Comics A.M. | NC Retailer Takes Shot at State's 'Bathroom Bill'

Retailing | The transgender superhero Chalice from the new AfterShock comic "Alters" will make her North Carolina debut on a specially designed cover that depicts the character replacing gendered bathroom signs with unisex ones. It's a direct shot at that state's controversial "bathroom bill" that mandates that people use the public restroom that corresponds to the gender on their birth certificate. Bret Parks, owner of Ssalefish Comics in Winston-Salem, commissioned the special cover from AfterShock and will host a signing on Sept. 17 by writer Paul Jenkins and cover artist Richard Case. He will also donate 10 percent of the sales of the special comic to Equality NC, which advocates for equal rights for LGBTQ residents of North Carolina. [Triad City Beat]

Libraries | Columbia University's Rare Books & Manuscripts Library has acquired the personal archives of Howard Cruse, creator of "Stuck Rubber Baby" and a pioneer who began incorporating gay themes in his comics in the 1970s. “It feels especially appropriate [that my archives are with Columbia] since the core of my cartooning life, not to mention my years as a participant in the gay liberation movement, was spent a few subway stops away from the University in New York City,” Cruse says. [Columbia University Libraries News & Events]

Political cartoons | Cartoonist Tony Branco defends his cartoon depicting presidential candidate Hillary Clinton in blackface: "Political cartoons are supposed to rile people up, get people talking, have a discussion about issues. It's supposed to focus people's attention on the issue, and that's what the cartoon did. And I'm pretty proud that it did that." The cartoon was published in April but gained notoriety only this week, when a Donald Trump surrogate, pastor Mark Burns, tweeted it and then deleted the tweet and apologized. [The Washington Post]

Creators | Garry Trudeau talks Donald Trump. [Comic Riffs]

Creators | Alan Moore talks at length to Heidi MacDonald about his novel "Jerusalem" and his love of his home town of Northampton. [Publishers Weekly]

Creators | In a video interview recorded at Comic-Con International in San Diego, Eisner Award winner John Jennings and Damian Duffy talk about their graphic novel adaptation of Octavia Butler's "Kindred," as well as Afrofuturism and black speculative fiction. [Nerds of Color]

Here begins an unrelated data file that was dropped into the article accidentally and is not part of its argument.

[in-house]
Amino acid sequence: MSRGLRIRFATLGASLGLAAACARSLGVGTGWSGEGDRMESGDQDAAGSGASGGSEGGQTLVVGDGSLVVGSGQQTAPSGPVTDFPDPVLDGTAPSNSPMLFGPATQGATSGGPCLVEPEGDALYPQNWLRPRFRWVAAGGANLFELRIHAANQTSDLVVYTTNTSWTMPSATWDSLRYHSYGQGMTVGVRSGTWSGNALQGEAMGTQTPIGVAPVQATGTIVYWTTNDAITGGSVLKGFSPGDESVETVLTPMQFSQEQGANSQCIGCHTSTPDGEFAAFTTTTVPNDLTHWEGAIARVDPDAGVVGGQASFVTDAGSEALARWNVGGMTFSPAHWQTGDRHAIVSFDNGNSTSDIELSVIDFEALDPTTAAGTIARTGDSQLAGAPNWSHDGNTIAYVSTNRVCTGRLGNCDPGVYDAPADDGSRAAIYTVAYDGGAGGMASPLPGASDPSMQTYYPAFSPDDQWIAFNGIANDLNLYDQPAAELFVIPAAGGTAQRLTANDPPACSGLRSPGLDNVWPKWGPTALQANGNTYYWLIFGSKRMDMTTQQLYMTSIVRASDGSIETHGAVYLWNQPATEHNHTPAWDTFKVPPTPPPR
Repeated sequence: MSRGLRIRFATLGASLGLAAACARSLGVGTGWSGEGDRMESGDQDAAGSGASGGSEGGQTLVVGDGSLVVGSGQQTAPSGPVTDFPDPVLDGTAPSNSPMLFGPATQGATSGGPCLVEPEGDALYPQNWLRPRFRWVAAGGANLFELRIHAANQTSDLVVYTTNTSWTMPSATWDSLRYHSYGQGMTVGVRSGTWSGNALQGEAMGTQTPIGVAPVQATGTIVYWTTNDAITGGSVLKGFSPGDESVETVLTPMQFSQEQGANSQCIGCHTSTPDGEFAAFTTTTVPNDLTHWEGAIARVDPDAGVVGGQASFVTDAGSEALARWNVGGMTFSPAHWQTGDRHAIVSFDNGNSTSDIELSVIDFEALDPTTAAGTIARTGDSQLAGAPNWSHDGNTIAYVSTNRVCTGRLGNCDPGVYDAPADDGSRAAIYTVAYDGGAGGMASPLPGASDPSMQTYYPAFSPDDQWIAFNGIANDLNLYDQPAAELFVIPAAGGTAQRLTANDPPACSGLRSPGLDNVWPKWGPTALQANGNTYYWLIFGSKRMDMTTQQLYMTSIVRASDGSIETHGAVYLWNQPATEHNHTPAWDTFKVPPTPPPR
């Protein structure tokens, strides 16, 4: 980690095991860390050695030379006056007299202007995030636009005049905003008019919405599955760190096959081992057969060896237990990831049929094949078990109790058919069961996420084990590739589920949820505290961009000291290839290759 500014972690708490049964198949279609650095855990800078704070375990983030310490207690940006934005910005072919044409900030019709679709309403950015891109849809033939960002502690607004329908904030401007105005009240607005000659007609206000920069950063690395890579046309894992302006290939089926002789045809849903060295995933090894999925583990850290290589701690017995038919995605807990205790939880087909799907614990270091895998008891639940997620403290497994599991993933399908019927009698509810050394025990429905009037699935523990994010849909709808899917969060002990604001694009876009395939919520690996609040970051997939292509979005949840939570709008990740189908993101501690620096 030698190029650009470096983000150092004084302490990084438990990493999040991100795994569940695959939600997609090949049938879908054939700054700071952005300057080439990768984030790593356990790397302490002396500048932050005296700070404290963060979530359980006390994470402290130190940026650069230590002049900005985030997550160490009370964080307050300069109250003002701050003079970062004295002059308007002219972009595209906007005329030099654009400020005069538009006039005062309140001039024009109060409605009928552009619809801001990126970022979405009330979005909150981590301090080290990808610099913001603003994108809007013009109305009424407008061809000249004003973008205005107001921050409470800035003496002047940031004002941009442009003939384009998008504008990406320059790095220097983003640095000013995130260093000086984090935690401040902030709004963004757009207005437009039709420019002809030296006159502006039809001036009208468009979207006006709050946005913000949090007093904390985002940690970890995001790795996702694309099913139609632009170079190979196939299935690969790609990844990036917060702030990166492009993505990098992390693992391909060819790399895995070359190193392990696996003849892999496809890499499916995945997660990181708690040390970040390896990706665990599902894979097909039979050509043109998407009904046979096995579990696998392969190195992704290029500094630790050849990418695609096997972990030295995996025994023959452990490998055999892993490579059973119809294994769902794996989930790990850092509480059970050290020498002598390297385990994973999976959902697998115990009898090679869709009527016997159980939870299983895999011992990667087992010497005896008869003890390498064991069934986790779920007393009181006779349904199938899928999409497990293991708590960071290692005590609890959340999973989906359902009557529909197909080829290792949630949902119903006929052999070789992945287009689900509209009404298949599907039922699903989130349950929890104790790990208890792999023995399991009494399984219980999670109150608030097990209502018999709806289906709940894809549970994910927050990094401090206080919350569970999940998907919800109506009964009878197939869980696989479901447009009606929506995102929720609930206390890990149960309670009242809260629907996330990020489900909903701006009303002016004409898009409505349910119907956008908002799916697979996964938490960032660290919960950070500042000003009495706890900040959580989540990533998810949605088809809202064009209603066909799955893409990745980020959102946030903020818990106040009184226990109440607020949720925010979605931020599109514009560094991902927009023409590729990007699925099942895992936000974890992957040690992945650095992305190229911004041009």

Creators | I interviewed John Allison about his comic "Bad Machinery," a story about British teenagers solving mysteries that often have a supernatural angle. It's still available as a webcomic, but Oni Press is also publishing the collected editions in two trim sizes, a 9-inch by 12-inch edition and a more "backpack-friendly" 6-inch by 9-inch edition. Allison talks about creating the comic itself as well as making the transition from web to print. [Good Comics for Kids]

Creators | Artist Phil Hester discusses the health problems he has experienced in the past year and how they have affected his work. [Comics Bulletin]

Creators | Writer-about-comics Steve Morris has started a new feature in which he interviews a creator about five of their milestone works; his first subject is Larry Hama, creator of "G.I. Joe: An American Hero." [Comics Alliance]

Creators | Izumi Matsumoto, creator of "Kimagure Orange Road," has begun treatment for cerebrospinal fluid hypovolemia (depleted cerebrospinal fluid) after being bedridden for the past three months. Matsumoto has suffered from the condition for years, and it forced him to stop drawing manga from 1999 to 2005. He is undergoing treatment and says he will be avoiding all screens, including computers and phones, as their light exacerbates his illness. [Anime News Network]

Comics | Eleanor Tremeer looks at some early superheroes who are now in the public domain. [Movie Pilot]

Academia | The Columbus (Ohio) College of Art and Design will launch a Comics & Narrative Practice major in fall 2017. [Columbus Dispatch]

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